Stops and Stares: Street Stops, Surveillance, and Race in the New Policing

Jeffrey Fagan, Columbia Law School
Anthony A. Braga, Harvard Kennedy School (HKS)
Rod Brunson
April Pattavina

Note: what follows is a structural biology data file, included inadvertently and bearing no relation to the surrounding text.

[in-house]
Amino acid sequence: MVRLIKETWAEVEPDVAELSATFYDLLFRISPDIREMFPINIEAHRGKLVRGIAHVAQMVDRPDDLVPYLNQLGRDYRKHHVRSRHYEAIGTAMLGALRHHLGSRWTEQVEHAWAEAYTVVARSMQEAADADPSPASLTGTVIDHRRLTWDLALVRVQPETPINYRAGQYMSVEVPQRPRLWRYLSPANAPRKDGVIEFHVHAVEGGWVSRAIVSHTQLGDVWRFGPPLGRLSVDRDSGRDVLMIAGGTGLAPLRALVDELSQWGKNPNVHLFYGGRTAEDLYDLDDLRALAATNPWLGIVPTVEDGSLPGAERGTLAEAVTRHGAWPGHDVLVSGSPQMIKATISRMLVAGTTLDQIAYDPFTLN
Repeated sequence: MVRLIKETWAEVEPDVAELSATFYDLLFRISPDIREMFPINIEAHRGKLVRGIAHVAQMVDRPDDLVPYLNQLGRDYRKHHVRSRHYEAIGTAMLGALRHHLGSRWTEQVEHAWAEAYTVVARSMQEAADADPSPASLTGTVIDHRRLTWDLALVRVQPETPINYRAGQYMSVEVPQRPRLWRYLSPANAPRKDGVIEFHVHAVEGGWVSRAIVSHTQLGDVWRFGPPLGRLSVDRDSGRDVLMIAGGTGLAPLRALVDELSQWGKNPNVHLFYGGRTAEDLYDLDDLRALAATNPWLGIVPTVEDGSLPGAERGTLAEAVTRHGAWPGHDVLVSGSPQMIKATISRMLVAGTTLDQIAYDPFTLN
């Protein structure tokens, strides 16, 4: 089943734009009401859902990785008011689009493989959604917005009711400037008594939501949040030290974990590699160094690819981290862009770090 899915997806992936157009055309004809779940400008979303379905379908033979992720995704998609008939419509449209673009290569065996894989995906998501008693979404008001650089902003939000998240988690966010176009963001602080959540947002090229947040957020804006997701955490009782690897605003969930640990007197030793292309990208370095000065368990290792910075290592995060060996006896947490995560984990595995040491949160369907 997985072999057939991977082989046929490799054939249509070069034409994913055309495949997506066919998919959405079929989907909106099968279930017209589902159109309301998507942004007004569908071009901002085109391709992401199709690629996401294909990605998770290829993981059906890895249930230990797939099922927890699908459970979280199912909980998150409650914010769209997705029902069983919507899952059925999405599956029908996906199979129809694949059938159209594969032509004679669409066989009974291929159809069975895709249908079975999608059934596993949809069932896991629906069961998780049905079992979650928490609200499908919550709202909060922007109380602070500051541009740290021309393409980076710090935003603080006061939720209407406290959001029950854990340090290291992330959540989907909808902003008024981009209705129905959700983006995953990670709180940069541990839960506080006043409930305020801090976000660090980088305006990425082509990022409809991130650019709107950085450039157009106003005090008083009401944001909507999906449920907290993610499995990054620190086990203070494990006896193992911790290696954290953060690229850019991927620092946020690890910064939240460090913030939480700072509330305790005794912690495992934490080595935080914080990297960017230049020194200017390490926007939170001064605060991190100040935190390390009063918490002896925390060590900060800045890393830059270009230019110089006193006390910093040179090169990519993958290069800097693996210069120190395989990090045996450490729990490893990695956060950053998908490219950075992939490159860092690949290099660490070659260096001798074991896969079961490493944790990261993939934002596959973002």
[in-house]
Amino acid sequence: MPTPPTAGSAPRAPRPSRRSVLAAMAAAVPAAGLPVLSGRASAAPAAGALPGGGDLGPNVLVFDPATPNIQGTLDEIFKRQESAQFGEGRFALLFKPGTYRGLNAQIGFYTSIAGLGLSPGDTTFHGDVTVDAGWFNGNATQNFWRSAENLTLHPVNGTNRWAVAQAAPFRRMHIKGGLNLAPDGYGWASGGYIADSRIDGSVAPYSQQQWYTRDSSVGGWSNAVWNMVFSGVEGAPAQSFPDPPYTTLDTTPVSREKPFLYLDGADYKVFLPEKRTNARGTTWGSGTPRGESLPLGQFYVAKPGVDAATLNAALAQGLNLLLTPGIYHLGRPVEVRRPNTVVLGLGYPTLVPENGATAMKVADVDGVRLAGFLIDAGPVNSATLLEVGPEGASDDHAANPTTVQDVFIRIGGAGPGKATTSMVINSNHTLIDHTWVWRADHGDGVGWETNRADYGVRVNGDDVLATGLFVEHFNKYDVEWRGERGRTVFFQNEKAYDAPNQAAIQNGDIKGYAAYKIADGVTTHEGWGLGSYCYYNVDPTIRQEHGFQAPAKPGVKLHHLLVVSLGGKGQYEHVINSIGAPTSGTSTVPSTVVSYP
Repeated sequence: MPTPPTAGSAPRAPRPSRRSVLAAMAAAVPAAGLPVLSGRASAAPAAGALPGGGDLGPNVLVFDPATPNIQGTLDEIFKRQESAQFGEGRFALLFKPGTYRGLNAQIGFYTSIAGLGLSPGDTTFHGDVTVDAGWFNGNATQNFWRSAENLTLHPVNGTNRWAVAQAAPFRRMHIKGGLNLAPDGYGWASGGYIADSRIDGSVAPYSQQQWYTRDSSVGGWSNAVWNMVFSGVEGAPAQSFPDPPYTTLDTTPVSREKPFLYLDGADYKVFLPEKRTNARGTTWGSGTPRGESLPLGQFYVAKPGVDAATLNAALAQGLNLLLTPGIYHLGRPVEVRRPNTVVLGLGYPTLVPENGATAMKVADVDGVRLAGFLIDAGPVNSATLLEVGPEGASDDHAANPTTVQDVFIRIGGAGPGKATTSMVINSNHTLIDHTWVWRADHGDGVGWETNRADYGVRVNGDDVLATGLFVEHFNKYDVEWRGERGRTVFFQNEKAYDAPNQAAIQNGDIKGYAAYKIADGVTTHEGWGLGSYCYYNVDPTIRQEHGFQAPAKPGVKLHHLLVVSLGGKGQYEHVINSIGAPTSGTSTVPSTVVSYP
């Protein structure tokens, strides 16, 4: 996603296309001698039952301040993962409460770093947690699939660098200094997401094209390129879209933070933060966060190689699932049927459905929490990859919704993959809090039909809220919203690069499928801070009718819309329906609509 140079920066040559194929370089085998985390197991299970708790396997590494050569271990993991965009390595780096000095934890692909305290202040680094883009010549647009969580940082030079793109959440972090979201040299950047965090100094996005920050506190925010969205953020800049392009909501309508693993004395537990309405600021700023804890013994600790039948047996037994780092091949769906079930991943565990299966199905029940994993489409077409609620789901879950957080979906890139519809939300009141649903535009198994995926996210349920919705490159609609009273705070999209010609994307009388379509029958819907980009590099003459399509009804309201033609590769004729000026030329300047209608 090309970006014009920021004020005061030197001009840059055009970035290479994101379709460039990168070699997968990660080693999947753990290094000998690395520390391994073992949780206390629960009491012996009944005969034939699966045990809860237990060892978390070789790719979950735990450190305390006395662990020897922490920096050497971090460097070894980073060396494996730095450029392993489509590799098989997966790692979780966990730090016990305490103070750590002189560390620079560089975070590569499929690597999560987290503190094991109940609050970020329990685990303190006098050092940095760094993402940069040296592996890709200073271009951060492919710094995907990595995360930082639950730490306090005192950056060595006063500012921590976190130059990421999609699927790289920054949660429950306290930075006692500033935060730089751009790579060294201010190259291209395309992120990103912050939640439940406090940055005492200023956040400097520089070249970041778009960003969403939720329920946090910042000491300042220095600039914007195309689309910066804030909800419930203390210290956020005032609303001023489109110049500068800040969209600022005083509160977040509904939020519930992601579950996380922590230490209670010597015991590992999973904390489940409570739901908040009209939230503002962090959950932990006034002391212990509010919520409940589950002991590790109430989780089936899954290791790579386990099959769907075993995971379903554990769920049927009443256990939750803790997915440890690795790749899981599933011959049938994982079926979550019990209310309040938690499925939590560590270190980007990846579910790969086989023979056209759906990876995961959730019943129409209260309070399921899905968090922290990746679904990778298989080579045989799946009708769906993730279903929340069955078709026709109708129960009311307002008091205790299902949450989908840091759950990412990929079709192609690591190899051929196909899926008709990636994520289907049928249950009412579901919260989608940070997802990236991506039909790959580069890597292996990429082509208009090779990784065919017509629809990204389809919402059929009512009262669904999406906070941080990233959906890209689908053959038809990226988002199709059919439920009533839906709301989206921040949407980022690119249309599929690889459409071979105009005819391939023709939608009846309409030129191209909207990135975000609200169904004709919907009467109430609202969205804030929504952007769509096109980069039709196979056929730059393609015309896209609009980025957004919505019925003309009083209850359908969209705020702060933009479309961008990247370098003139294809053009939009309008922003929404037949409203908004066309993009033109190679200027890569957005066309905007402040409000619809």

The use of proactive tactics to disrupt criminal activities, such as Terry street stops and concentrated misdemeanor arrests, are essential to the “new policing.” This model applies complex metrics, strong management, and aggressive enforcement and surveillance to focus policing on high crime risk persons and places. The tactics endemic to the “new policing” gave rise in the 1990s to popular, legal, political and social science concerns about disparate treatment of minority groups in their everyday encounters with law enforcement. Empirical evidence showed that minorities were indeed stopped and arrested more frequently than similarly situated whites, even when controlling for local social and crime conditions. In this article, we examine racial disparities under a unique configuration of the street stop prong of the “new policing” – the inclusion of non-contact observations (or surveillances) in the field interrogation (or investigative stop) activity of Boston Police Department officers. We show that Boston Police officers focus significant portions of their field investigation activity in two areas: suspected and actual gang members, and the city’s high crime areas. Minority neighborhoods experience higher levels of field interrogation and surveillance activity, controlling for crime and other social factors. Relative to white suspects, Black suspects are more likely to be observed, interrogated, and frisked or searched controlling for gang membership and prior arrest history. Moreover, relative to their black counterparts, white police officers conduct high numbers of field investigations and are more likely to frisk/search subjects of all races. We distinguish between preference-based and statistical discrimination by comparing stops by officer-suspect racial pairs. If officer activity is independent of officer race, we would infer that disproportionate stops of minorities reflect statistical discrimination. We show instead that officers seem more likely to investigate and frisk or search a minority suspect if officer and suspect race differ. We locate these results in the broader tensions of racial profiling that pose recurring social and constitutional concerns in the “new policing.”